What an opportunity to learn from someone in the top of the field! Tuesdays with Anna Vojtech begin March 28th (new dates announced)  March 14th and continues weekly through May 2.
Anna Vojtech is a fine artist and an award winning children’s book illustrator and writer living in Gloucester. She grew up in Prague, Czechoslovakia, what is now the Czech Republic. She studied art and film animation at the Art Academy in Prague, in Antwerp, Belgium, and in Hamburg, Germany. 
In 1971 Anna moved with her husband to Canada where she worked at the National Filmboard and for various film companies in Montreal. Her work in film animation led her to children’s book illustration.
Since 1979 Anna has worked with major publishing houses (“The First Strawberries” by Joseph Bruchac, Dial/Penguin, “Tough Beginnings” by Marylin Singer, Henry Holt & Co, “Over in the Meadow” by Olive Wadsworth, North-South Books (now Simon & Schuster), “Ten Flashing Fireflies” by Philemon Sturges,  and many others).
She became also known for her stunning botanical paintings, published by Crown Publishers as “Wild Flowers for All Seasons”.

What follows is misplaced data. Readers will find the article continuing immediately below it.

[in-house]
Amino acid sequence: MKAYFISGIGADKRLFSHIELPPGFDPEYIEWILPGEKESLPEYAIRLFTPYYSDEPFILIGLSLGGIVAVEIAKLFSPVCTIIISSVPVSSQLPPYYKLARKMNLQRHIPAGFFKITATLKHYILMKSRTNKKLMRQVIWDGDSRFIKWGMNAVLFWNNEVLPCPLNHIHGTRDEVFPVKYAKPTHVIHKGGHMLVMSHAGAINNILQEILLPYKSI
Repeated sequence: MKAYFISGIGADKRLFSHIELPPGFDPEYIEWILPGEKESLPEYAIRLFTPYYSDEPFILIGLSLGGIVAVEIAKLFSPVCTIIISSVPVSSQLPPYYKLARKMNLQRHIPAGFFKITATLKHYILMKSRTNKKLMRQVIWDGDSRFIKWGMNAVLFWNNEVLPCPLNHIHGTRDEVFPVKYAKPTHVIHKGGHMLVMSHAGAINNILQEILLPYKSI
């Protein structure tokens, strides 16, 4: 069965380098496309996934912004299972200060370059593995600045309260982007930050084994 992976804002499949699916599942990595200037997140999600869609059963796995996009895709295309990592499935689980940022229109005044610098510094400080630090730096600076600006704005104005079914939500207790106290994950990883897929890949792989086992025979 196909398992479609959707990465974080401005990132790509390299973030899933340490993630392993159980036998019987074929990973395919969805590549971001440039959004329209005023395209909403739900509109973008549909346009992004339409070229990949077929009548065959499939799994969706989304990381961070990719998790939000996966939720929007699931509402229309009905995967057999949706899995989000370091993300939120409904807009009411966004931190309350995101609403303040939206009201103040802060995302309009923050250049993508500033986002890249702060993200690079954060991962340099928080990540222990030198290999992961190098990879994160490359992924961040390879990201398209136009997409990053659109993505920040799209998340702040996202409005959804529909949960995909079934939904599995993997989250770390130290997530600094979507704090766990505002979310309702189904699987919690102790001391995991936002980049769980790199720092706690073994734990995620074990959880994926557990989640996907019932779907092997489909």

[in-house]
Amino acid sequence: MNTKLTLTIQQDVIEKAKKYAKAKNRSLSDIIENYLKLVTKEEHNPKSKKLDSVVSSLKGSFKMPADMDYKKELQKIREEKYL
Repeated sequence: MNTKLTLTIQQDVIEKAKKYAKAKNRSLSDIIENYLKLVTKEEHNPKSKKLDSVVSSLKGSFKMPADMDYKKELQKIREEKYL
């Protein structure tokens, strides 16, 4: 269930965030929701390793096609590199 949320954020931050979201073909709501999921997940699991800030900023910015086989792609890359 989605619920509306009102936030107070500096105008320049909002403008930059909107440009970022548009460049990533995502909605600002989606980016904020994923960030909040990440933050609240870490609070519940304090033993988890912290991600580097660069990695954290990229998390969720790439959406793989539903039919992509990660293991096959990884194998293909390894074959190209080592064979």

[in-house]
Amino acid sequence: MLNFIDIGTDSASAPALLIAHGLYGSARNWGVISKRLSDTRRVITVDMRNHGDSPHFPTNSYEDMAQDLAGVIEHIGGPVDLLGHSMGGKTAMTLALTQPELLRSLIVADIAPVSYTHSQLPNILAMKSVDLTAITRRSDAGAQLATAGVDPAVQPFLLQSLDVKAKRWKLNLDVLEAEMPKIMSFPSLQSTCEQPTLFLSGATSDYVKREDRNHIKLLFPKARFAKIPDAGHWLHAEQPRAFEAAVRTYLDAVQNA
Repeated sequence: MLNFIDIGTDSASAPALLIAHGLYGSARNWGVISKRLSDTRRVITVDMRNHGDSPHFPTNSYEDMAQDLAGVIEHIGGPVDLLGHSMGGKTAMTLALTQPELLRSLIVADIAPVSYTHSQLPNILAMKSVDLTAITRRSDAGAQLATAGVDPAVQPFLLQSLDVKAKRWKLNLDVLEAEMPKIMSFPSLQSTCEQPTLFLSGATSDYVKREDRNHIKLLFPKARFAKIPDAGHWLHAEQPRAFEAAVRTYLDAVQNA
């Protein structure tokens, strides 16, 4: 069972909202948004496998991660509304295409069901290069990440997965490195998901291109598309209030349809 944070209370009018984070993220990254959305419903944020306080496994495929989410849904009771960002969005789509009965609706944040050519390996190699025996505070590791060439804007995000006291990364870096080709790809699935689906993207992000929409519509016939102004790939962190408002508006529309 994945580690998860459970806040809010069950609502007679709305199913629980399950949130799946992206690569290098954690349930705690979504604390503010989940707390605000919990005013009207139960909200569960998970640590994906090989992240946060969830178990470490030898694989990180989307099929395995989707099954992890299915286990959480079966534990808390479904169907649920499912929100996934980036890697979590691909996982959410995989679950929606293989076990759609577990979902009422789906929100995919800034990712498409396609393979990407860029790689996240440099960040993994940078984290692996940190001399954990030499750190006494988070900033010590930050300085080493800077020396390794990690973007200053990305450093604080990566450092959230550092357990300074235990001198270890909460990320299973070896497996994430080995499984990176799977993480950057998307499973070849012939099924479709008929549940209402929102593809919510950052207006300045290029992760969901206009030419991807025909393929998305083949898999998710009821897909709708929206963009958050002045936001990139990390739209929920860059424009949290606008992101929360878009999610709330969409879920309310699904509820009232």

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For the last 18 years Anna has been living with her family in Gloucester, painting and illustrating in her Cripple Cove Studio. She is happy to live on Cape Ann and to share her life and art with the community. 
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Rediscovered Artist: seeking information on Arthur William Wilson (1892-1974) also known as ‘TEX’, WINSLOW WILSON and PICO MIRAN active NYC, Rockport, Gloucester

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Winslow Wilson, Squall Coming, photo http://www.winslowwilson.com

 

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Pico Miran (Arthur Winslow Wilson), Merry-go-Round, photo http://www.winslowwilson.com